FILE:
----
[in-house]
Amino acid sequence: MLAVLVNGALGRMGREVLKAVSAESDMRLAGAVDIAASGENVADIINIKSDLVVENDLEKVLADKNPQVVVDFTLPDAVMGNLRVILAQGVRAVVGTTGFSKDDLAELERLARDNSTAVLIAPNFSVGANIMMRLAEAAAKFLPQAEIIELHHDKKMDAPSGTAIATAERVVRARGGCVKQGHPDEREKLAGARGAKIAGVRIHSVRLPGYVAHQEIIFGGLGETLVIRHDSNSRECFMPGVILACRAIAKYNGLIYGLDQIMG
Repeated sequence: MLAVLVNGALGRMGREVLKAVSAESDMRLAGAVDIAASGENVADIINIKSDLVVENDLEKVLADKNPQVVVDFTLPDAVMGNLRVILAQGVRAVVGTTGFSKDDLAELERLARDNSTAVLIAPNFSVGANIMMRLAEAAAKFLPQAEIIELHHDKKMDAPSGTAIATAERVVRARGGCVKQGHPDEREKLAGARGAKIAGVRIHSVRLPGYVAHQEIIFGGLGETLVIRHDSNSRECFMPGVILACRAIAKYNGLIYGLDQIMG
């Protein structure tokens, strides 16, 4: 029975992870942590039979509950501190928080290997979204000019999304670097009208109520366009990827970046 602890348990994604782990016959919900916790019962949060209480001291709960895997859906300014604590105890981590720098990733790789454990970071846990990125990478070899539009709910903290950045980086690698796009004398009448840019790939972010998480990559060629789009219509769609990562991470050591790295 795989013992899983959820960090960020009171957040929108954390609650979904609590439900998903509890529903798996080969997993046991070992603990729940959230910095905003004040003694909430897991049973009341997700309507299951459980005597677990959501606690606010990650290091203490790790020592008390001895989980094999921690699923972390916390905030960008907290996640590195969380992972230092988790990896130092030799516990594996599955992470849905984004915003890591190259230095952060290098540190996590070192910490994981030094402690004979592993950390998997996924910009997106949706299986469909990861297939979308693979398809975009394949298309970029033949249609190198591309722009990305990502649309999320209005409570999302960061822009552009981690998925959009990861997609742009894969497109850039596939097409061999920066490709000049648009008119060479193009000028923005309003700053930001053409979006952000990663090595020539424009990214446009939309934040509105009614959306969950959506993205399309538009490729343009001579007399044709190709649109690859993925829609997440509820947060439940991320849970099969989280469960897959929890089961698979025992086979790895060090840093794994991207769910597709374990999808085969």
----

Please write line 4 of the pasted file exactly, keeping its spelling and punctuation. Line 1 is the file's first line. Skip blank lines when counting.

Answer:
């Protein structure tokens, strides 16, 4: 029975992870942590039979509950501190928080290997979204000019999304670097009208109520366009990827970046 602890348990994604782990016959919900916790019962949060209480001291709960895997859906300014604590105890981590720098990733790789454990970071846990990125990478070899539009709910903290950045980086690698796009004398009448840019790939972010998480990559060629789009219509769609990562991470050591790295 795989013992899983959820960090960020009171957040929108954390609650979904609590439900998903509890529903798996080969997993046991070992603990729940959230910095905003004040003694909430897991049973009341997700309507299951459980005597677990959501606690606010990650290091203490790790020592008390001895989980094999921690699923972390916390905030960008907290996640590195969380992972230092988790990896130092030799516990594996599955992470849905984004915003890591190259230095952060290098540190996590070192910490994981030094402690004979592993950390998997996924910009997106949706299986469909990861297939979308693979398809975009394949298309970029033949249609190198591309722009990305990502649309999320209005409570999302960061822009552009981690998925959009990861997609742009894969497109850039596939097409061999920066490709000049648009008119060479193009000028923005309003700053930001053409979006952000990663090595020539424009990214446009939309934040509105009614959306969950959506993205399309538009490729343009001579007399044709190709649109690859993925829609997440509820947060439940991320849970099969989280469960897959929890089961698979025992086979790895060090840093794994991207769910597709374990999808085969």